This cross-sectional study supports the hypothesis that PFCs may be neuoprotective. Our data suggest that higher PFC concentrations are associated with reduced risk of cognitive limitation, especially among non-medicated diabetics.
Our current mechanistic hypothesis posits that PFCs may exert neuroprotective effects via activation of PPARγ, as PFOA and PFOS have been shown to activate human PPARα and PPARγ under some experimental conditions [3
]. Other PPARγ agonists, which include non-steroidal anti-inflammatory drugs and the anti-diabetic thiazolidinedione drugs, appear to be neuroprotective [23
], potentially through inhibition of inflammation, oxidative stress, and apoptosis, modulatation of signaling pathways involved in the pathogenesis of neurodegenerative diseases, or improvement in insulin sensitivity and reduction in blood glucose levels [4
], although it must be recognized that they may also act exclusive of PPARγ activation. In our study, we observed the strongest protective associations of PFCs on limitation due to difficulty remembering or periods of confusion within non-medicated diabetics. Conversely, we found no association in non-diabetics or diabetics using thiazolidinedione drugs for all PFCs and a moderate protective association in persons using only non-thiazolidinedione diabetes medications for three of the four PFCs. This pattern supports the idea that PFCs and thiazolidinedione drugs may share a common mechanism, PPARγ activation.
The finding that the association was concentrated in diabetics, specifically non-medicated diabetics, raises the question of whether diabetes or diabetic severity influences PFC concentrations. Hypothetically, diabetic nephropathy may impact PFC concentrations. First, if PFCs are excreted via urine, lower glomerular filtration rate could artificially raise the serum PFC concentrations. However, this would induce an adverse association given that increasing severity of diabetes would predict both higher PFC levels and worse cognition. Second, kidney dysfunction could lead to either increased water retention and higher plasma volume or dehydration due to water loss associated with loss of glucose in the urine and lower plasma volume. Higher plasma volume could artificially lower PFC concentrations in persons with more severe diabetes, inducing a protective association, while lower plasma volume could be expected to do the opposite. Third, if excess PFCs are lost because of their association with serum protein as poor kidney function leads to protein loss in urine, PFC concentrations could be lower in diabetics with greater diabetic severity, artificially inducing a protective association. However, adjustment for osmolality - a marker of plasma concentration, estimated glomerular filtration rate - a marker of kidney function, and urinary albumin – reflecting protein loss, did not appreciably change our estimates suggesting that such explanations are unlikely to account for the observed associations.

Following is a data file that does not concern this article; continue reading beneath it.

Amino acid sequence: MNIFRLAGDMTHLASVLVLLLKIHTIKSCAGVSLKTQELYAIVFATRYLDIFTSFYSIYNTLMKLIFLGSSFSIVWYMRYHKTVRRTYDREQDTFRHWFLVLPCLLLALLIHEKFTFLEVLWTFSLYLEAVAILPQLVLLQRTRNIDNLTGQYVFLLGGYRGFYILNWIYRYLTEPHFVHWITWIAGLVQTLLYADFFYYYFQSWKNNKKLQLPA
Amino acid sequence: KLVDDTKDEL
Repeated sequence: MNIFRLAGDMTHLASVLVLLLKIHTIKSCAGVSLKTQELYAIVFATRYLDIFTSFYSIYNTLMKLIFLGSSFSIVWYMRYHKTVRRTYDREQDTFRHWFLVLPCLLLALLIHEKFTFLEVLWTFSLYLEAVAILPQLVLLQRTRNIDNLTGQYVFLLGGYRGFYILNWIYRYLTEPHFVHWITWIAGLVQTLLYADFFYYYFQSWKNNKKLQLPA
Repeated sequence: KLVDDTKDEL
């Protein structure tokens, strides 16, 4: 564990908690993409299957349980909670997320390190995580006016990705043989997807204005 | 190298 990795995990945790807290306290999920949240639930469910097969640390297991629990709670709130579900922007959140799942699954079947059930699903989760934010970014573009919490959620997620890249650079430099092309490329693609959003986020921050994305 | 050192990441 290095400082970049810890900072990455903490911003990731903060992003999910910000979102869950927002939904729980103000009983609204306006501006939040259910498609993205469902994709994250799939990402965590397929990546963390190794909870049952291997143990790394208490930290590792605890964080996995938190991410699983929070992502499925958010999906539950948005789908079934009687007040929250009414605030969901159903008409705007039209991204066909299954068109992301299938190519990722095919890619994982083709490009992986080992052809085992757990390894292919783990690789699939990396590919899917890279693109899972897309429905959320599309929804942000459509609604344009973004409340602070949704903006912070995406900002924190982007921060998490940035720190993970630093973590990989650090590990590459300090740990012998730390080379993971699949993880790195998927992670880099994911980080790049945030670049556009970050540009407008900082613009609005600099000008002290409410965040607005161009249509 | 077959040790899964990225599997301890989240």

We recognize that our primary measure of cognition, self-reported limitation due to difficulty remembering or periods of confusion is not a clinical endpoint. However, in clinical settings, subjective memory complaint often motivates clinical evaluation of cognition and is generally accepted as a key feature of mild cognitive impairment [30